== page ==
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The simultaneous collapse of oil production and social stability in Venezuela has provided a vivid preview of a potential pathway for oil-export states deprived of hydrocarbon rents to fund their national budgets.
While Venezuela’s predicament is based on domestic policymaking, some observers suspect that climate action could provoke similar results, leaving oil exporting states with insufficient revenues to maintain public order.
The notion of an encroaching threat to hydrocarbon demand and rents—as opposed to the debunked “peak oil supply” conundrum of the past decade—is leading policymakers to reassess long term assumptions about the oil business in two ways: by promoting diversification into alternate businesses, and by protecting and enhancing the competitiveness of their oil industries.
The two strategies appear compatible. The first prepares the economic landscape for a day when oil rents no longer dominate the state’s fiscal revenue, whether from a plateauing of global oil demand or any other reason. The second seeks to insulate flows of oil and gas rents against the more direct challenges emanating from climate policy.
Saudi Arabia, the global oil market’s largest supplier, has taken steps in both directions. Its initiatives toward diversification are well known and covered elsewhere. This paper looks at the other, less explored climate strategy: near-term actions that the kingdom and other producer states have taken or may take in the next few years to maintain the continuity of oil exports amid the emergence of restrictions on fossil fuels.
Some of the strategies that Saudi Arabia has developed would alter the nature of its future participation in the oil business. From simply supplying energy commodities, the kingdom is increasing its involvement in importing markets and in bolstering oil-consuming technology.
One strategy involves infrastructure and investment ties with developing states where expectations for growth in oil demand are high. A related effort emphasizes low-emission and non-combustion uses for crude oil, which are consistent with a transitioning energy system. Another has the kingdom increasing its cooperation with the global climate regime, pursuing a commitment to energy efficiency which does double duty in domestic oil demand management. Yet another strategy seeks to lobby the international community to moderate its targets for greenhouse gas emissions, and accept a higher level of human climate damage.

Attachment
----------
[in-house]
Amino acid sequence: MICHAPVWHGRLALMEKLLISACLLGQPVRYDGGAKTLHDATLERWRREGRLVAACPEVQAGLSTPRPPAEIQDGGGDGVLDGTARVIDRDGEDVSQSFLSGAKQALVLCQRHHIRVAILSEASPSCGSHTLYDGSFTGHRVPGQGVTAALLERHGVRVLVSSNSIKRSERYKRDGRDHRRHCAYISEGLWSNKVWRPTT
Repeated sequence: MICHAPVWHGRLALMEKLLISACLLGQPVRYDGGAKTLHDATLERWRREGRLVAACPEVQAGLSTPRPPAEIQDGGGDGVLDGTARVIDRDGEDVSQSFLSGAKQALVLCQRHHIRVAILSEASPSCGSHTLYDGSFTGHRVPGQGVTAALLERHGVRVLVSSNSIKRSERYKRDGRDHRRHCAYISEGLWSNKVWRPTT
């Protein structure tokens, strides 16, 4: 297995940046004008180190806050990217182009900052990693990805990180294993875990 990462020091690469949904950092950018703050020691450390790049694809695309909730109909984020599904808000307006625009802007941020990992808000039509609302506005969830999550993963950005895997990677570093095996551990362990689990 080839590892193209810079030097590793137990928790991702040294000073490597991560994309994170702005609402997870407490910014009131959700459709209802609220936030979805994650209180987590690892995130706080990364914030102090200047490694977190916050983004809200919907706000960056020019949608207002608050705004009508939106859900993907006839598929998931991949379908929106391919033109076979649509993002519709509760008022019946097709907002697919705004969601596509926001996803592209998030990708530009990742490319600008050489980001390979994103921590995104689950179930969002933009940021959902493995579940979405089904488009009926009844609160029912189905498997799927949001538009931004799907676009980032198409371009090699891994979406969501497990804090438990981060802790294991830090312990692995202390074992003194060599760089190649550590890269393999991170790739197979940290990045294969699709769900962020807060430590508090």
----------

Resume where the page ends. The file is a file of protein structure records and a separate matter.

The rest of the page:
While this paper applies these strategies to Saudi Arabia, other producer countries should be expected to take similar steps. The realization that the world is over-endowed with hydrocarbon reserves that may never be produced is forcing a strategic alteration in oil market behavior. Oil and gas markets appear likely to grow more competitive, with producer states vying for market share and differentiating products based on environmental criteria.
What this portends for markets and demand over the longer term is unclear. One envisions the eventual emergence of multiple potential pathways. A cooperative path would see producers collude to manage reductions in production so that prices remain above their cost of extracting the marginal barrel. One can also imagine the emergence of a more hostile dynamic pitting fossil fuel producers against the efforts of climate-focused states and international organizations. Another possibility would see a “green paradox” path arise, with low-cost producers maintaining or even ramping up production, driving down oil prices and helping fossil fuels compete against alternatives.
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